The Farm on Oak Creek
  • The Books

    Season of the Raven
    Book 1 of the Servant of the Crown series
    Season of the Fox
    Book 2 of the Servant of the Crown series
    Lost Innocents
    Book 3 of the Servant of the Crown series
    The Final Toll
    Book 4 of the Servant of the Crown series
    Caught Red-Handed
    Book 5 of my mystery series
    Winter's Heat
    My award-winning first novel
    Summer's Storm
    Book 2 of the Graistan series
    Spring's Fury
    Book 3 of the Graistan series
    Autumn's Flame Cover
    Book 4 of the Graistan series
    A Love for All Seasons
    Book 5 of the Graistan series

    Book 1 of the Lady series
    Lady in White
    Book 2 of the Lady series
    The Warrior's Wife
    Book 1 of the Warriors series
    The Warrior's Maiden
    Book 2 of the Warriors series
    The Warrior's Game
    Book 3 of the Warriors series
    Almost Perfect
    My only Regency Novel

    A Children of Graistan Novel
    Perfect Poison
    A Children of Graistan Novella
    An Impetuous Season, a Western novella
    An Impetuous Season, a Western novella

A “down” day

It’s 3 PM on Sunday and I’ve had a glorious day.  I’m still in my robe and jammies.  This is the first time in more than five years that I have refused to dress for the day.  (For the record, I have brushed both my teeth and my hair.)  I’m not ailing. In fact, I feel great…as always, and therein lies a problem. Once I started eating what I raise, I stopped getting sick.  Only then did I realize that I only take whole days off when I’m sick.

This last week was filled with slaughtering and processing meat.  By Saturday morning, I was toast. All I could do was stare at “Chapter One.”  That’s when I realized I needed a day in which I asked absolutely nothing of myself.

Lack of time off is a risk for folks who work for themselves, something I’ve done now for more than twenty years.  Self-employment requires being goal and task oriented, because getting things done means getting paid.  It’s easy to lose sight of how many hours you’ve worked, because not only does each job have a reward attached, it’s a challenge.  Oh, how I love a challenge.  The harder the task, the more I want to try it.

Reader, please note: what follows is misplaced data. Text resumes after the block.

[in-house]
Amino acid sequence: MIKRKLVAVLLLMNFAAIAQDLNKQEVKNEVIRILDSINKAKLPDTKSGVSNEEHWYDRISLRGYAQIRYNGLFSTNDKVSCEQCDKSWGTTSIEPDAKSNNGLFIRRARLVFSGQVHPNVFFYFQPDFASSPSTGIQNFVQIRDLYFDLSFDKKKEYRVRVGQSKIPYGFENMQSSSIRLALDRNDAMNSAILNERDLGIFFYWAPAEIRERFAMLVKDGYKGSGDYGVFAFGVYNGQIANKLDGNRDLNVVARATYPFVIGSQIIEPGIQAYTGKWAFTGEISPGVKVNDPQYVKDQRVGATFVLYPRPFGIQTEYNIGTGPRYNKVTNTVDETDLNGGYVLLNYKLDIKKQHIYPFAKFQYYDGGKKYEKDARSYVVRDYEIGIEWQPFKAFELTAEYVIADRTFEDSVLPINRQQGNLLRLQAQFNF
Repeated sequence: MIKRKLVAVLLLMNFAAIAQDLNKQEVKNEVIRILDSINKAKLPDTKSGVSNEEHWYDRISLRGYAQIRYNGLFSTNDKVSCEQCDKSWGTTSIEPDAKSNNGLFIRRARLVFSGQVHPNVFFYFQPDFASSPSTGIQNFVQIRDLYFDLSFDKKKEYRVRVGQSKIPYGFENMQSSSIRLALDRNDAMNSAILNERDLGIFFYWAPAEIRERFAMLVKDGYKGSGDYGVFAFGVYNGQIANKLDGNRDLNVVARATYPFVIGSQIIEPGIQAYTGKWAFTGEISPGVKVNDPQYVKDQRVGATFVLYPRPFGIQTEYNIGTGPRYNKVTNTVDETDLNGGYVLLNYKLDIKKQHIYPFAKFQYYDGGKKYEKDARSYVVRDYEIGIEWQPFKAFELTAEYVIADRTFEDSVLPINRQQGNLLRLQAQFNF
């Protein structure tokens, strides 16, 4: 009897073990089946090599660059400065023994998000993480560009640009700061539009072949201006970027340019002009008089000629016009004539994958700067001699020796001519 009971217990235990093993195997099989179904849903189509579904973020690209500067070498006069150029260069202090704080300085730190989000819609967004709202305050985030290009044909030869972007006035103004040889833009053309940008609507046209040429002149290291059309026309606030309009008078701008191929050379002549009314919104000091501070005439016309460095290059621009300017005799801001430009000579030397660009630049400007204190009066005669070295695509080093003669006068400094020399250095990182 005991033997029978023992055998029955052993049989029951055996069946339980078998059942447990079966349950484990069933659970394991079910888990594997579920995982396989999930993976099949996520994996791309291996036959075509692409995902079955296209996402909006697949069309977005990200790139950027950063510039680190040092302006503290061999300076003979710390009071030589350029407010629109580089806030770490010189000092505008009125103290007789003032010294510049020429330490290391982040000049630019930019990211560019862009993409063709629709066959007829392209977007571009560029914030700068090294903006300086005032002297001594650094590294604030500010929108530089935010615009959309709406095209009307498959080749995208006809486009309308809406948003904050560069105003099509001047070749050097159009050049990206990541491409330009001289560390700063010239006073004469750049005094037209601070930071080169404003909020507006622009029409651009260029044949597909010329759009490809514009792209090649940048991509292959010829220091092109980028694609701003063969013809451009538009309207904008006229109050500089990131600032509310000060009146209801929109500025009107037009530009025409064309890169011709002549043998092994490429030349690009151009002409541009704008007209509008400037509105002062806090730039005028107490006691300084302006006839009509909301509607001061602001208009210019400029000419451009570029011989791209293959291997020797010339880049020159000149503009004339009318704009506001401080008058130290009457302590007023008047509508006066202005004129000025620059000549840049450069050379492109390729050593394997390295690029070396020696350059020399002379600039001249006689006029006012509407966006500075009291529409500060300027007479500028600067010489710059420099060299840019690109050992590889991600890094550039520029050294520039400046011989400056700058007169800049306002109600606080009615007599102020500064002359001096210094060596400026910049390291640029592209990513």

Having set the goal of doing nothing on Sunday, I proceeded to do all of Sunday’s chores on Saturday.  Then, as I went to bed, I made myself a solemn vow that I wasn’t getting dressed.  A sick day without being sick, as it were.

Since getting up at 4:56 AM this morning (I tried to sleep in, especially since I don’t have to be outside now until 6:20 when dawn arrives), I have achieved my goal.  The pigs, sheep, turkeys, and chickens have been fed. The cats have had their ration of cat food, which never satisfies them.  I keep pointing to Shy Girl, who is down in the orchard hunting gophers right now.  If the farm felines want more food, they can go get it for themselves. The dogs will be fed come 5:00 PM. Not that they’re eating much of what I feed them these days, not with a new boneyard to pick through. As for me, I’ve managed to eat leftovers for my first two meals.

Up until right now, it’s been a great day off.  I’ve made a few phone calls, played a bunch of solitaire (without winning a single game!), and watched the mystery series “Lewis” on my tablet. I always binge-watch mysteries just before I start writing a new mystery.

A few moments ago I realized I have nothing left in the fridge for dinner, so I once again went out in my nighttime attire and picked some arugula, thinking to use some of my waiting tomatoes to make a pasta dish. Needing inspiration I was on my way to my recipe book (Google) and it happened. Click. I hit the button for my website. I didn’t even catch myself as I did it nor realize that I was writing my blog post for the week until right this moment.

But it will be so nice to have tomorrow’s blog post done today!  That means I should be able to add at least four pages to Chapter One tomorrow as well as smoking those hams and the bacon.

I almost made twelve full hours of down time.  Guess I’m good for another five years.

© Denise Domning, 2023